A Glance Into Color Theory

Color in an environment is everything. Whether you’re thinking about strong colors or neutrals these have the power to influence things like space, aesthetics, and even your mood. It has been the subject of numerous studies and theories. Basic color theory has several definitions, concepts, and ways to apply it in design, the amount of information is infinite. 

Nevertheless, we’re introducing you to some of the basics in color theory: the Color Wheel, color harmony, and the techniques that can come in very handy when thinking about redoing a space in your home, basically helping you determine which colors work well together.  

The possibilities are endless, so don’t be afraid to experiment with color. At Casapitti we love that you love our beautiful Made in Italy furniture, all handmade pieces. They all work beautifully in every space in your home and we want you to feel comfortable when combining colors for your space. 

The color wheel is a visual representation of colors arranged in a circular form and their hues arranged in a wavelength. It dates back to Sir Isaac Newton’s period, he created the first one in 1666 by observing colors and the way they changed in a different light, since then scientists, artists, and designers have not only used it but also created variations from the original one.

Sir Isaac Newton’s color wheel from 1666

The basic one is the RYB or red, yellow, and blue color wheel, it is usually applied by designers and artists, as it helps with combining paint colors. It uses these three colors as primary colors, and by combining them you obtain secondary colors: purple, orange, and green.
Even though these color combinations are seen as something elementary it’s still immensely useful when thinking about combining colors.

And now the tertiary Colors, which are the ones not everyone is familiar with, which are: yellow-orange, red-orange, red-purple, blue-purple, blue-green & yellow-green are obtained by mixing a primary and a secondary color.

You can also obtain shades, tints, and tones when adding white, black or gray to the base color (shades when adding black, tint when adding white, and tone when adding gray).
The color wheel can also be divided into warm and cool colors: cool colors go from blue to green and purple (including their hues) while warm colors go from red, orange, and yellow (and their respective hues). In the chromatic circle, the colors on the outside are rather dark and as you go down towards the inside of the circle the colors become lighter and lighter.

A color wheel with 36 colors (including primary, secondary and tertiary colors)
A more complex color wheel with 286 colors with shades and tints

According to color psychology, different color temperatures can evoke different moods and feelings. For example, warm colors are said to bring to mind coziness and energy, while cool colors are associated with serenity and isolation.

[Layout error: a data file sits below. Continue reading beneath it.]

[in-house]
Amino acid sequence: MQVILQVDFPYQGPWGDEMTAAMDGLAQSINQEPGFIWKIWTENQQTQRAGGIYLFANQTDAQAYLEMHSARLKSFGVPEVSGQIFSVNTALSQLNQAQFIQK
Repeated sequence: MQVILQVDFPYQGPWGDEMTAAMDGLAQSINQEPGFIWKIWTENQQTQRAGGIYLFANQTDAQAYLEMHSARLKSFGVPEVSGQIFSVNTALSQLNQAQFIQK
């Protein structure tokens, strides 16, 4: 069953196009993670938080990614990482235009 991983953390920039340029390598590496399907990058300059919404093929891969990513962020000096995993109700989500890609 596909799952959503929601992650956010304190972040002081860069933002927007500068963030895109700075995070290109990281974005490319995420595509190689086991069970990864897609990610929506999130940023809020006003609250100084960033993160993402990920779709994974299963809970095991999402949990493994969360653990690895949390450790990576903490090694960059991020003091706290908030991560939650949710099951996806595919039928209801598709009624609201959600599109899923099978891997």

Now that you’ve got the main idea about colors and the color wheel, let’s move into color harmony. When a set of colors look good together they’re in harmony. By using the color wheel whether it’s the base colors, or each of their shades, tones, and tints you can determine if they are pleasant together.
Three techniques you can use to find color harmony in your living space are:

Monochromatic Shades and Tints
To use this technique start by choosing a base color, it’s better if you choose the darker version of the color you decide and then descend into your circle of colors to find the lighter shades that make up your decor. Monochromatic hues are ideal for rest areas. For instance, if you decide to paint a wall in your living room beige, you can choose a gorgeous chair like our Marina chair in Linen Flax fabric, a shade lighter than the wall but still a couple of shades darker than the curtains. You can also combine different materials to make everything more sophisticated.

Casapitti’s Marina armchair

Harmony Colors in Similar Shades and Tints
When talking about harmonious colors in similar shades and tints we refer to the colors that are next to each other on the color wheel. This technique is a bit more sophisticated than the monochromatic technique we mentioned previously. You can choose a color and the colors that surround it in the color wheel. It’s said that combining these colors bring harmony since the contrast is minimal and harmoniously coexists with each other. Interesting effects will be achieved by playing with different shades (brightness level), this will bring a more contemporary style to your decor. For example, if you choose ochre as the main color you can add orange and vermilion in lighter shades when adding details. Take a look at our gorgeous Flavio dining table, with its super-resistant porcelain top in marble finish and leg frame in driftwood that works beautifully in its environment, the wall and floor colors coexist in perfect harmony.

Our gorgeous Flavio dining table with porcelain top in a marble finish.

Contrast
This refers to the colors that are opposite from each other in the color wheel. This technique will certainly help to add strong accents to your decor. This doesn’t mean that there must be a perfect quantity balance between the colors you’ve chosen, otherwise, the effect might seem exaggerated. Choose a leading color and its opposite color for accents. Take as an example our Federico pedestal table with a hexagonal tabletop with a lovely cortina finish for the base and driftwood for the top, the blue pot, and the blue clock are great examples of strong contrast accents that will surely make a statement. 

Federico pedestal table in cortina finish for the base and driftwood for the top.

These are just a few examples of how you can combine colors in any space, and let’s face it, by adding one or more of Casapitti’s Made in Italy beautiful handmade pieces any environment gets only better. 

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